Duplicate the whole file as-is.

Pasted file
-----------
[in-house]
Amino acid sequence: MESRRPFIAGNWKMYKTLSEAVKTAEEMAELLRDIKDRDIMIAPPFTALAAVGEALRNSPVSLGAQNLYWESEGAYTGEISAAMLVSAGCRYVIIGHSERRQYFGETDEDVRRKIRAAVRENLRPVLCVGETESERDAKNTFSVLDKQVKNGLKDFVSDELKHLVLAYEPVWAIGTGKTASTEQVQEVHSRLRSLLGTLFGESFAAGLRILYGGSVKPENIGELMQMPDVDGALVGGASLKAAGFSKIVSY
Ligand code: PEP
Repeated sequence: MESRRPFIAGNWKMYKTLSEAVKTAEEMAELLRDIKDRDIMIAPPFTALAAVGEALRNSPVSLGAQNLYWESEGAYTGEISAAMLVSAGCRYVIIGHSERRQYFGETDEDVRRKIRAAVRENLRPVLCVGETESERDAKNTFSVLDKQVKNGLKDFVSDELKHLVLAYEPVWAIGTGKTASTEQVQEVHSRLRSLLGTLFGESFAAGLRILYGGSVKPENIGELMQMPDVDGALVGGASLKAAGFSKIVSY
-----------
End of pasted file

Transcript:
[in-house]
Amino acid sequence: MESRRPFIAGNWKMYKTLSEAVKTAEEMAELLRDIKDRDIMIAPPFTALAAVGEALRNSPVSLGAQNLYWESEGAYTGEISAAMLVSAGCRYVIIGHSERRQYFGETDEDVRRKIRAAVRENLRPVLCVGETESERDAKNTFSVLDKQVKNGLKDFVSDELKHLVLAYEPVWAIGTGKTASTEQVQEVHSRLRSLLGTLFGESFAAGLRILYGGSVKPENIGELMQMPDVDGALVGGASLKAAGFSKIVSY
Ligand code: PEP
Repeated sequence: MESRRPFIAGNWKMYKTLSEAVKTAEEMAELLRDIKDRDIMIAPPFTALAAVGEALRNSPVSLGAQNLYWESEGAYTGEISAAMLVSAGCRYVIIGHSERRQYFGETDEDVRRKIRAAVRENLRPVLCVGETESERDAKNTFSVLDKQVKNGLKDFVSDELKHLVLAYEPVWAIGTGKTASTEQVQEVHSRLRSLLGTLFGESFAAGLRILYGGSVKPENIGELMQMPDVDGALVGGASLKAAGFSKIVSY